Rand Paul's newly minted presidential campaign is already plagued with accusations that he's sexist, after he lectured Today's Savannah Guthrie on Wednesday, following a February incident where he literally shushed CNBC’s Kelly Evans. Now Paul has responded, telling CNN's Wolf Blitzer:
I think I've been universally short tempered and testy with both male and female reporters. I'll own up to that. And it's hard sometimes. As you know, like during our interview right now, I'm looking only at a camera and it's hard to have a true interaction sometimes, particularly if it's a hostile interviewer and so I do think that interviews should be questions and not necessarily editorializing.
It's a sign of feminist progress that a major politician thinks it's worse to be perceived as sexist than as an imperious jerk who thinks that reporters should be stenographers. But is it really true that Paul gets equally fussy with every reporter who challenges him?
Paul appears to be thinking of a recent encounter with the Associated Press’ Philip Elliott.* In this interview, Elliott presses Paul to clarify whether his proposed abortion bans should include rape and health exceptions. Paul rambles on about his personal feelings on abortion, but when Elliott tries to pin him down on actual policy positions, Paul gets annoyed and interrupts: "I gave you about a five-minute answer; put my five-minute answer in," he says.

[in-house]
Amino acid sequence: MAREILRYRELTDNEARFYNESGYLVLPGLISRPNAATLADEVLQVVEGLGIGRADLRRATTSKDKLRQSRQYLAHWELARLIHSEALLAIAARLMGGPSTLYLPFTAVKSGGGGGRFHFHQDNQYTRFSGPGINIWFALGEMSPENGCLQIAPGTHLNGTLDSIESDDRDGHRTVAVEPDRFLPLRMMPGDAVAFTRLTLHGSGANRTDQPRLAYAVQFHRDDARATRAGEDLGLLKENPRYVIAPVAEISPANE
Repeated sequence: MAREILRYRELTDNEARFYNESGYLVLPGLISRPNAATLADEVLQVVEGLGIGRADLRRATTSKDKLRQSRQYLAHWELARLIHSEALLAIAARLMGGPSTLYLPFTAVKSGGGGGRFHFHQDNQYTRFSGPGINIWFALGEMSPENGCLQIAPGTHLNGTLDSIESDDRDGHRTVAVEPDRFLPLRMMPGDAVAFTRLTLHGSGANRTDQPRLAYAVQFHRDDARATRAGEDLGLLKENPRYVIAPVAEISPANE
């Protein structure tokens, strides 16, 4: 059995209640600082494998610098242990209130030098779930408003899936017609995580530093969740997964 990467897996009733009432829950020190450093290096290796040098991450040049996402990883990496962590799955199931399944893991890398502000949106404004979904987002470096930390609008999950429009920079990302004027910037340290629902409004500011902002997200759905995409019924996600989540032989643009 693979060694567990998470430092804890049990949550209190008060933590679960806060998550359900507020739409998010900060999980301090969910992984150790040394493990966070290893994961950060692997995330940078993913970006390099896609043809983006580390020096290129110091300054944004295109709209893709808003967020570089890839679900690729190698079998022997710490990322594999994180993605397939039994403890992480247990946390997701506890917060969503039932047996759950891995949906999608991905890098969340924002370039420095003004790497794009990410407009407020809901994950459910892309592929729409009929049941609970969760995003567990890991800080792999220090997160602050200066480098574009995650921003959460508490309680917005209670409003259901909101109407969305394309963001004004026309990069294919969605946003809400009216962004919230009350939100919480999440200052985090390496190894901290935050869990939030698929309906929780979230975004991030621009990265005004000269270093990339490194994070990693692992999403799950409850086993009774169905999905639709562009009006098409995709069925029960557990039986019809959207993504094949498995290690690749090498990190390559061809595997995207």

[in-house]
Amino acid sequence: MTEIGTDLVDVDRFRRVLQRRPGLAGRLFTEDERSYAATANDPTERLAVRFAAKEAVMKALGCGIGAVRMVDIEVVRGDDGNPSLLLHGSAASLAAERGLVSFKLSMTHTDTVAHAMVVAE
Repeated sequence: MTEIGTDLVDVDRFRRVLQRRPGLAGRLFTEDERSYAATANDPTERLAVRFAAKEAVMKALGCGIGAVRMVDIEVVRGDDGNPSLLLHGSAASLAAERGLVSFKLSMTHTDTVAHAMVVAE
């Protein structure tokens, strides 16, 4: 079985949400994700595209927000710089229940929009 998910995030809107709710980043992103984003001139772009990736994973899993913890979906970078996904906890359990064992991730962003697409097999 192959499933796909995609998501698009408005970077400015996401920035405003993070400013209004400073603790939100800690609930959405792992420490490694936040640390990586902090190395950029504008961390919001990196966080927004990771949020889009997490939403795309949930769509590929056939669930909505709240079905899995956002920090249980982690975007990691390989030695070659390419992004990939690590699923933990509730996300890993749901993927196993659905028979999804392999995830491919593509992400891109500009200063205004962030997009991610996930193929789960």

No doubt Paul was openly irritated with Elliott. But his behavior here doesn't hold a candle to how he talked down and mansplained to Guthrie and Evans about how to do their jobs properly.
By mounting the "I'm not a sexist, just a jerk" defense, Paul can shift the discussion from whether he's hypersensitive toward whether women in general are hypersensitive—and, better yet, continue dodging questions about his abortion policy.
Correction, April 9, 2015: This post originally misspelled Associated Press reporter Philip Elliott’s first name.